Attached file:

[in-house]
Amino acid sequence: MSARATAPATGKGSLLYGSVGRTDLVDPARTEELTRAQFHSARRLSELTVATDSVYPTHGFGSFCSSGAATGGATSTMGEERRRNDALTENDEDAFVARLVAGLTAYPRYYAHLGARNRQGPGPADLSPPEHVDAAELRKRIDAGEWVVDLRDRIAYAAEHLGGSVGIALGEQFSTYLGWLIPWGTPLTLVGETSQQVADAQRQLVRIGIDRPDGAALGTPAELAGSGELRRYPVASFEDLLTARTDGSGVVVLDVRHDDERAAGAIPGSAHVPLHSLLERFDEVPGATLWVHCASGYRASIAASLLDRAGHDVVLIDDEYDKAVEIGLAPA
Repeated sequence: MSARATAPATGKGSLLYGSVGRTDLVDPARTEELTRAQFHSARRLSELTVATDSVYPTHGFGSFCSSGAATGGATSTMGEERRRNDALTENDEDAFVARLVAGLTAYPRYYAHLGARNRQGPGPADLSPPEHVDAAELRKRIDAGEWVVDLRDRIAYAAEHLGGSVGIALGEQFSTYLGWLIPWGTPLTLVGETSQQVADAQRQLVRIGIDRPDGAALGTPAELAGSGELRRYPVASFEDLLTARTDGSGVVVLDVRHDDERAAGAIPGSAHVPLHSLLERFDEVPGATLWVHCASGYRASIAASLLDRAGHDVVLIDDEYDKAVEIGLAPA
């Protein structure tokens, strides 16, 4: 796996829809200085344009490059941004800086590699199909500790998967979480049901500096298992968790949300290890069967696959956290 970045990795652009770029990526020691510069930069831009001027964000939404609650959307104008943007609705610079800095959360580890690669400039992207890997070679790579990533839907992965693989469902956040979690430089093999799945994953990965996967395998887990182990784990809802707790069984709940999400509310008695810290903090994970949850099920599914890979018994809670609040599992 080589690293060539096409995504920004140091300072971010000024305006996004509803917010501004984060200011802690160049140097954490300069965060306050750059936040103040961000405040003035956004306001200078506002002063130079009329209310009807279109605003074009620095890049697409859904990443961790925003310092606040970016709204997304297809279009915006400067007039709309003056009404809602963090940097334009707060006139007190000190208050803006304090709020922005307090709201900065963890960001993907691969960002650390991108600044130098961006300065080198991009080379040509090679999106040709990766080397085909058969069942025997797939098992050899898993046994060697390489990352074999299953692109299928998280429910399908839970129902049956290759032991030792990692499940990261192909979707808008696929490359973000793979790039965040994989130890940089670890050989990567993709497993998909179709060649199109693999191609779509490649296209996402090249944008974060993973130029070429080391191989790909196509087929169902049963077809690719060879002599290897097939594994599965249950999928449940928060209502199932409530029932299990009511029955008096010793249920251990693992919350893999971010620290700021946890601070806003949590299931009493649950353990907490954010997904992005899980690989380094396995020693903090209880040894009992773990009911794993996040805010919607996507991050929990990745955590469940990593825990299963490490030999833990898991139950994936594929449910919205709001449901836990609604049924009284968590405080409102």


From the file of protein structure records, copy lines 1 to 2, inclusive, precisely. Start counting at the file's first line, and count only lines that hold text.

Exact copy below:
[in-house]
Amino acid sequence: MSARATAPATGKGSLLYGSVGRTDLVDPARTEELTRAQFHSARRLSELTVATDSVYPTHGFGSFCSSGAATGGATSTMGEERRRNDALTENDEDAFVARLVAGLTAYPRYYAHLGARNRQGPGPADLSPPEHVDAAELRKRIDAGEWVVDLRDRIAYAAEHLGGSVGIALGEQFSTYLGWLIPWGTPLTLVGETSQQVADAQRQLVRIGIDRPDGAALGTPAELAGSGELRRYPVASFEDLLTARTDGSGVVVLDVRHDDERAAGAIPGSAHVPLHSLLERFDEVPGATLWVHCASGYRASIAASLLDRAGHDVVLIDDEYDKAVEIGLAPA